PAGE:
Saving for retirement: Simple steps to follow

If you are like most people, you don't know where to begin when planning for retirement. However, as the saying goes, if you fail to plan, you plan to fail. Do not suffer the consequences of being unprepared for retirement.

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  • If you are like most people, you don't know where to begin when planning for retirement. However, as the saying goes, if you fail to plan, you plan to fail. Do not suffer the consequences of being unprepared for retirement. There are too many retired men and women who don't have the money to pay for shelter, food or the rising costs of medical care.

  • By following these simple steps, you can develop a plan that can lead to financial freedom.

  • Step 1: Start an emergency fund

    • Most financial gurus suggest people should have between six months and a year’s worth of income set aside for emergency purposes. However, this figure is unrealistic for the average person. Until you are debt free, the average family should only save between $1000 and $3000 for emergency purposes. It is critical this money is placed in a separate account and not with your primary funds, or you will spend it. It is also important to use this money for emergencies ONLY. It should never be spent on everyday living expenses, special occasions or holidays.
  • Step 2: Get out of debt

    • It is important to eliminate your debt before you start participating in most investment programs. (With the exception of your company’s retirement program up to the company’s match amount.) Dollar for dollar it usually makes more financial sense to pay off your creditors first. One of the reasons behind this is the high cost of credit verses the average rate of return on investment accounts. According to bankrate.com, the average credit card carries an interest rate exceeding 14.5 percent, which is higher than the average rate of return on many investments. Be smart—do your homework and know how much interest you are paying on your credit accounts verses the rate of return on a potential investment. If your credit accounts have a higher interest rate, always pay them off first.
  • Step 3: Live on a cash basis

    • Many people supplement their lifestyle by using credit. This is a huge and costly mistake. Buying something on credit could more than double the cost you pay for the item depending upon the interest rate you are being charged. If you do not have the financial means to pay cash for a non essential item, don't make the purchase.
  • Step 4: Get educated -

  • It’s your responsibility to understand the risk and benefits associated with any form of investing. Strive to be an educated consumer. Read books, attend a class and do your research online. Morningstar is one example of the many helpful websites filled with financial news and information regarding different types of investment options. And don't be afraid to hire an expert. Find a financial planner that fits your needs and has a strong background with solid experience.The Financial Planning Association provides a search engine that allows you to look for a planner and investigate their history.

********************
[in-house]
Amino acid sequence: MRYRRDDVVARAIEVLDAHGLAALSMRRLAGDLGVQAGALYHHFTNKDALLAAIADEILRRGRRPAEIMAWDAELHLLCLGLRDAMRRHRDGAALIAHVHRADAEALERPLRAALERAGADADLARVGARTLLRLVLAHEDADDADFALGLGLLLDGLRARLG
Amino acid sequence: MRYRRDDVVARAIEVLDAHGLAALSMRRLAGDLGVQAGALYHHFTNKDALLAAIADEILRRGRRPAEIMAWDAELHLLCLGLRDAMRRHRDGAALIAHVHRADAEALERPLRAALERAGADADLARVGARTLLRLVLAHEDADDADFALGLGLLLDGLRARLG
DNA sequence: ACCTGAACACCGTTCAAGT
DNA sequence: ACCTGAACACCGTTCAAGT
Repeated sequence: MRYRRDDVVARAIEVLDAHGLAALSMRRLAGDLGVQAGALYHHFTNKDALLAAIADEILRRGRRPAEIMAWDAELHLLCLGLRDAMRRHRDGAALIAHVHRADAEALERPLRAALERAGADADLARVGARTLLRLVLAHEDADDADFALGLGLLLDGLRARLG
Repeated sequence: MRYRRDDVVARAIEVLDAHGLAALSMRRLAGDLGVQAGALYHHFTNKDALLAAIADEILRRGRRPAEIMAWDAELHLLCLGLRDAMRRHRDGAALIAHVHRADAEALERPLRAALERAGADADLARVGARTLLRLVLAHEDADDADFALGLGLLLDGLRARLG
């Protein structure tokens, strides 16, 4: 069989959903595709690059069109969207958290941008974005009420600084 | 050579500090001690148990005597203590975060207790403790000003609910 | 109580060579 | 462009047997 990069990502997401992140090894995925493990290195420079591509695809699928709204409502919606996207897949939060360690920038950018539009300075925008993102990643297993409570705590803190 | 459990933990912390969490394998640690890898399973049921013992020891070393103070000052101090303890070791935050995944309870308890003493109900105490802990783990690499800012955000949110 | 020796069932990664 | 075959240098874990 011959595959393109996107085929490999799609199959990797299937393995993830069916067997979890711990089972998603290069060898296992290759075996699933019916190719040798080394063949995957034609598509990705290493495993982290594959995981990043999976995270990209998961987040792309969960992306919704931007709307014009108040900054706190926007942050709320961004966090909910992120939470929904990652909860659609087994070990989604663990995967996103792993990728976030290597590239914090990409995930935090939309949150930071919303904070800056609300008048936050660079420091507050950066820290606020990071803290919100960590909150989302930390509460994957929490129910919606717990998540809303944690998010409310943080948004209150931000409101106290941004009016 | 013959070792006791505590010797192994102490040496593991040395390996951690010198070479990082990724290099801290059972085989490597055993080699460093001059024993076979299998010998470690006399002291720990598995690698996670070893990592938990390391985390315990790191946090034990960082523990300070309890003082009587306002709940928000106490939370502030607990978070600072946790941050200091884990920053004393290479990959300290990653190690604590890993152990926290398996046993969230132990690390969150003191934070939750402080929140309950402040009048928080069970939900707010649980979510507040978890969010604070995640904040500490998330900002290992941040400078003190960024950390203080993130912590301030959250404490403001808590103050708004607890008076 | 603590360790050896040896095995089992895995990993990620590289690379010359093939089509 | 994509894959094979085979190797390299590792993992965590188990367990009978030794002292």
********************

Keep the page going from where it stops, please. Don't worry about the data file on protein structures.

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  • Step 5: invest in your future -

  • There are many investment options to choose from, depending upon your financial goals and current economic situation. The following steps provide a good foundation for anyone planning for retirement.

  • Participate in your company’s 401k/403b up to the company match. Doing this will provide you an instant rate of return equal to the percent they are willing to contribute—it's free money.

  • Open a ROTH IRA accountand contribute the maximum amount of money based on the program’s guidelines. Contributions to this account are made using after-tax dollars. However, the account grows tax free, saving you a substantial amount of money over time.

  • Monitor your investments on a consistent basis.This is crucial. Be committed to not only reading but understanding your statements. This will allow you to make appropriate adjustments to maximize your return.

  • Be in it for the long term. Saving for retirement is considered a long term investment plan (greater than 10 years). If you invest on a consistent basis, your money will continue to grow until you reach your goals.

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Charles Machinski is the founder of The Coaching Box, LLC. He is also a published author, distinguished speaker and self development expert. 

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